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Hardening Ubuntu for noobs


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#1 Swerve

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Posted 17 January 2009 - 11:34 AM

I'm planning on a reformat, and am thinking about hardening my system beyond the default installation (Ubuntu 8.10 32bit Desktop, dual booted with XP). I'd like to do some research before jumping right in, in order to avoid problems as much as possible.

The options/programs I have found that help with this are:

SELinux
AppArmour
Snort or OSSEC

From my current reading, I believe that one can either run SELinux or AppArmour, running both is either not possible, or not normal practice.

AppArmor is a powerful program and, when an application is confined, AppArmor can restrict the activity of even the root user. AppArmor was designed as an alternative to SELinux and is designed to be easier to use.


Reading this, I am thinking AppArmour may be the better decision as the entire subject of system hardening is new to me, and this concept seems a simple one to comprehend.

I'm assuming that Snort or OSSEC can operate with either option, but perhaps I'm mistaken.

I realise I haven't offered much here in terms of specific questions, but I'm just trying to find my feet with the subject matter, so am looking at this from a high level right now.

But if anyone can offer any advice/direction on the subject, it'd be most appreciated.

Thanks!

EDIT - Just wanted to add another query. How much of an effect on speed does encrypting your entire installation make? My PC is a 2ghz, 1gb RAM box, so it's hardly a great machine, perhaps the specs aren't good enough and perhaps doing so would be overkill in any case. What is the standard way of implementing this? I know TrueCrypt can do it, but when I install Ubuntu server it offers the option of encrypting my Home directory, but the Desktop version does not, but I assume it can be done, just encrypting the Home directory seems the more practical solution (and also the Swap partition). If I did just encrypt Home/Swap, am I leaving critical areas exposed? Just some ideas/thoughts.

Again, merci beaucoup :)

Edited by Swerve, 17 January 2009 - 12:20 PM.


#2 Enigma

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Posted 17 January 2009 - 12:54 PM

to answer your disk encryption question it depends on what the purpose of the machine is and what apps you are using. if you have an app that does alot of reading and writing to disk your overhead is going to be obviously more. I would recommend only encrypting folders that have sensitve information instead of full disk encryption.


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#3 Spyril

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Posted 17 January 2009 - 09:47 PM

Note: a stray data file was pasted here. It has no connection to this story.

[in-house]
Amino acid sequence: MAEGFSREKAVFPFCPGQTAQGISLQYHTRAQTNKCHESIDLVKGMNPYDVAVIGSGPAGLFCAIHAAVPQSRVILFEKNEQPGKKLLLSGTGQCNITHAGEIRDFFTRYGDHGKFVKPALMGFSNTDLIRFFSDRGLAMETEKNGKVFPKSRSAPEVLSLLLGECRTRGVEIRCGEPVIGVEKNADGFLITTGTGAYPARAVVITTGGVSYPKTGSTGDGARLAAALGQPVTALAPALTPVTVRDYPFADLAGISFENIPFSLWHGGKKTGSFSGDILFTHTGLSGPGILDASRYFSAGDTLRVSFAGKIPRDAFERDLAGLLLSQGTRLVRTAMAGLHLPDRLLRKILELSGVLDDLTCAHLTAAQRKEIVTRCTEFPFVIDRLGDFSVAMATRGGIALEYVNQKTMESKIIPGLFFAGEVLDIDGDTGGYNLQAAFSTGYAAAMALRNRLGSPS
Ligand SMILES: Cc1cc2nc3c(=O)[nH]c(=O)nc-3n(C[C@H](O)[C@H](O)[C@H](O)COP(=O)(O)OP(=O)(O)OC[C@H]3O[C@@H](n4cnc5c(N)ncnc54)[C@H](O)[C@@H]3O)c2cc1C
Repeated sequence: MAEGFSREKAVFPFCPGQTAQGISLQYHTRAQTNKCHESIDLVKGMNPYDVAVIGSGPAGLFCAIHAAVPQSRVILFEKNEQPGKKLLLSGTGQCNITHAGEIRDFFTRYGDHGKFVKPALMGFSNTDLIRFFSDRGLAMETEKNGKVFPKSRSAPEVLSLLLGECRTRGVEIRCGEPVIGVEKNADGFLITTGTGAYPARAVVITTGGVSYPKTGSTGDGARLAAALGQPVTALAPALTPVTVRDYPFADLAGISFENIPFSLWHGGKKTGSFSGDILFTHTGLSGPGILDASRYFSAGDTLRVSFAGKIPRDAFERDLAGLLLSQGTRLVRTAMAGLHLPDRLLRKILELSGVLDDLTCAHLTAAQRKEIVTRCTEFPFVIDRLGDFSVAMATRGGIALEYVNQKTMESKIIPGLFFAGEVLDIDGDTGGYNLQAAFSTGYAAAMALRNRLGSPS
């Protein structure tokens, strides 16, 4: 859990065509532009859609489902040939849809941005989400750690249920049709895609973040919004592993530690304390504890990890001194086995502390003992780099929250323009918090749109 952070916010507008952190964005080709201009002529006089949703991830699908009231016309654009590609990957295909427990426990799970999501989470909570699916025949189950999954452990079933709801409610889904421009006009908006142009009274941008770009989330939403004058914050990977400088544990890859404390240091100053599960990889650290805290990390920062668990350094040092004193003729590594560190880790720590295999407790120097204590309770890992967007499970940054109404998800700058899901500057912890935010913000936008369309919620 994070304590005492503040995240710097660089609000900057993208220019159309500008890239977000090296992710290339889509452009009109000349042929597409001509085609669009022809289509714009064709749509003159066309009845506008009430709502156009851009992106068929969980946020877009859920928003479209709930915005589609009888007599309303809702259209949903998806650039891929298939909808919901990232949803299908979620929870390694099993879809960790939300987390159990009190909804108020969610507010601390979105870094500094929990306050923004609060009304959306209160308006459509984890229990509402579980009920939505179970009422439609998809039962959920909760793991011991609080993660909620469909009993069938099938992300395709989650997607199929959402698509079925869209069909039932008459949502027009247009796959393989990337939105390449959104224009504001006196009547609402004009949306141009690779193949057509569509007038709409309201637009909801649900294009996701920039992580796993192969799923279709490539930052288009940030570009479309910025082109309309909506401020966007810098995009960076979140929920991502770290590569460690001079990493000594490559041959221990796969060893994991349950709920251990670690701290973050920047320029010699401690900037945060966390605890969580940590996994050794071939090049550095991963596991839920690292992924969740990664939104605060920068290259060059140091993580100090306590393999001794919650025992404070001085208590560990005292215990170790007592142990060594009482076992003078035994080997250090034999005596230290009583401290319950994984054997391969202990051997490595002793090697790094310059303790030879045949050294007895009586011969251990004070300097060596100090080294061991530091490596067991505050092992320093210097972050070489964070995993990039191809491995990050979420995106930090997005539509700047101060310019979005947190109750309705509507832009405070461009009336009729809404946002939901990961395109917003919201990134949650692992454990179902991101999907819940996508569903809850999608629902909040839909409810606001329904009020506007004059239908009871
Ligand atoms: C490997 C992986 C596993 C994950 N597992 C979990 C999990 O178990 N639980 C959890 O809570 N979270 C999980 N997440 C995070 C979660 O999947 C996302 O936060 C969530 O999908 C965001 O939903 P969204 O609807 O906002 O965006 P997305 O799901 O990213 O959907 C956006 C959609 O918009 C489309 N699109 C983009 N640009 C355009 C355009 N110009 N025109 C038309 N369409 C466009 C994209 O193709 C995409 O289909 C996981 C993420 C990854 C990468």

Well Ubuntu already comes with AppArmor by default. From the looks of their documentation / wiki it looks like they're making some sort of effort to get tighter Ubuntu/apparmor integration in the future. I'd go with that. I hear it's way easier to write policies for than SElinux, too. I've never messed with either, but SElinux was a huge pain in the ass for me on Fedora 8, so I've disabled it on every system I've installed since then.

#4 Ohm

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Posted 17 January 2009 - 10:09 PM

This type of hardening only really works for machines with a very set usage. And by that, I mean they call the same system calls in the same order with similar parameters. On a desktop machine (and since you didn't even give a hint as to what this machine will be use for, I assume it's a desktop machine), this profile will have to be quite broad. Further, the type of security threats you're actually going to face are going to be almost nil on a desktop machine with no services running.

Want to harden your system? Turn off all unnecessary services. This probably means all of them. Keep your software updated. This means updating religiously. use sane programs in a sane manner. Don't leave netcat ports open, blindly run scripts you find on the Internet, etc. Well.. you're pretty much done. The system is "hardened."

What threats will you face on a desktop system running Linux? Almost none. Someone on your network or the Internet might discover you from a portscan, but if you keep your system updated and ports closed, there's not much they can do. They could try some other route, such as compromising firefox to get limited read access to your home directory or something, but really, who's going to do that.

If you want to explore hardening, that's fine, have fun. Just don't think that you'll be "hardening" your Linux desktop any. Since the threat is almost nil with the minimum of effort, there's just nothing to harden against. I suggest setting up a server system, which is more appropriate for hardening, and play with that. Build in intentional security flaws and see how the syscall shield does. Do something useful and productive, hardening a desktop machine is just foolish.

#5 Swerve

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Posted 18 January 2009 - 01:38 PM

Thanks for the advice guys :)

I'll have a play with AppArmor next weekend after I've finished a paper I'm writing, and like to say Enigma, I think I'll just go with the folder option until I can afford a decent machine.

Appreciated.




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